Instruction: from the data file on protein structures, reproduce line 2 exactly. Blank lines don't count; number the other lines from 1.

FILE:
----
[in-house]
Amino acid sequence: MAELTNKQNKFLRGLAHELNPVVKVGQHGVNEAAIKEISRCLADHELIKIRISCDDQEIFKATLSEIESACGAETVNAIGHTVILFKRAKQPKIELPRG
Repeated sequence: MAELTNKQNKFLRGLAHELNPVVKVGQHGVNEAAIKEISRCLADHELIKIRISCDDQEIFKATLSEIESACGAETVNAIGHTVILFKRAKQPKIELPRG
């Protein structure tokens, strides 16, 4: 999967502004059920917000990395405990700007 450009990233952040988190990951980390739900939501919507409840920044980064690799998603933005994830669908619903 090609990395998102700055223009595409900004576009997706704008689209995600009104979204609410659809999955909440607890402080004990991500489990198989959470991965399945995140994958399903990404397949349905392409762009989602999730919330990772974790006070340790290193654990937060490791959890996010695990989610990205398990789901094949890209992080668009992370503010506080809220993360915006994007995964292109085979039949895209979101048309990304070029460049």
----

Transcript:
Amino acid sequence: MAELTNKQNKFLRGLAHELNPVVKVGQHGVNEAAIKEISRCLADHELIKIRISCDDQEIFKATLSEIESACGAETVNAIGHTVILFKRAKQPKIELPRG